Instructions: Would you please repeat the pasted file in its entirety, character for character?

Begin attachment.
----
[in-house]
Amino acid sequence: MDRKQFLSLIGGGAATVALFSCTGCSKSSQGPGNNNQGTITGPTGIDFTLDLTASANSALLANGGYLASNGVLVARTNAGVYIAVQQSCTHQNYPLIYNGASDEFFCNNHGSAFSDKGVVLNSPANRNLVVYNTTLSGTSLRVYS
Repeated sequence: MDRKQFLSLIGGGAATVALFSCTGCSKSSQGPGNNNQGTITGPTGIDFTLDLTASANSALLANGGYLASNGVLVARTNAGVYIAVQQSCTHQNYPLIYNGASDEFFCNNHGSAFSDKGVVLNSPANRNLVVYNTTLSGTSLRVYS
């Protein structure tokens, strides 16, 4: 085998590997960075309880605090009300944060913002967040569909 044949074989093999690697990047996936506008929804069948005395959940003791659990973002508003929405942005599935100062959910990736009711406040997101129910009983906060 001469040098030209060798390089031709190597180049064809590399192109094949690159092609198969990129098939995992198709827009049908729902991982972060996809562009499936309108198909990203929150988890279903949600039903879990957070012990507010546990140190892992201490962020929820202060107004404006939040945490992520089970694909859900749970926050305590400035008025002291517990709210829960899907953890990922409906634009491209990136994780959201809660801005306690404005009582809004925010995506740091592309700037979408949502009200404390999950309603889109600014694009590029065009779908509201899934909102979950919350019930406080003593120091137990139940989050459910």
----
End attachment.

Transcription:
[in-house]
Amino acid sequence: MDRKQFLSLIGGGAATVALFSCTGCSKSSQGPGNNNQGTITGPTGIDFTLDLTASANSALLANGGYLASNGVLVARTNAGVYIAVQQSCTHQNYPLIYNGASDEFFCNNHGSAFSDKGVVLNSPANRNLVVYNTTLSGTSLRVYS
Repeated sequence: MDRKQFLSLIGGGAATVALFSCTGCSKSSQGPGNNNQGTITGPTGIDFTLDLTASANSALLANGGYLASNGVLVARTNAGVYIAVQQSCTHQNYPLIYNGASDEFFCNNHGSAFSDKGVVLNSPANRNLVVYNTTLSGTSLRVYS
């Protein structure tokens, strides 16, 4: 085998590997960075309880605090009300944060913002967040569909 044949074989093999690697990047996936506008929804069948005395959940003791659990973002508003929405942005599935100062959910990736009711406040997101129910009983906060 001469040098030209060798390089031709190597180049064809590399192109094949690159092609198969990129098939995992198709827009049908729902991982972060996809562009499936309108198909990203929150988890279903949600039903879990957070012990507010546990140190892992201490962020929820202060107004404006939040945490992520089970694909859900749970926050305590400035008025002291517990709210829960899907953890990922409906634009491209990136994780959201809660801005306690404005009582809004925010995506740091592309700037979408949502009200404390999950309603889109600014694009590029065009779908509201899934909102979950919350019930406080003593120091137990139940989050459910």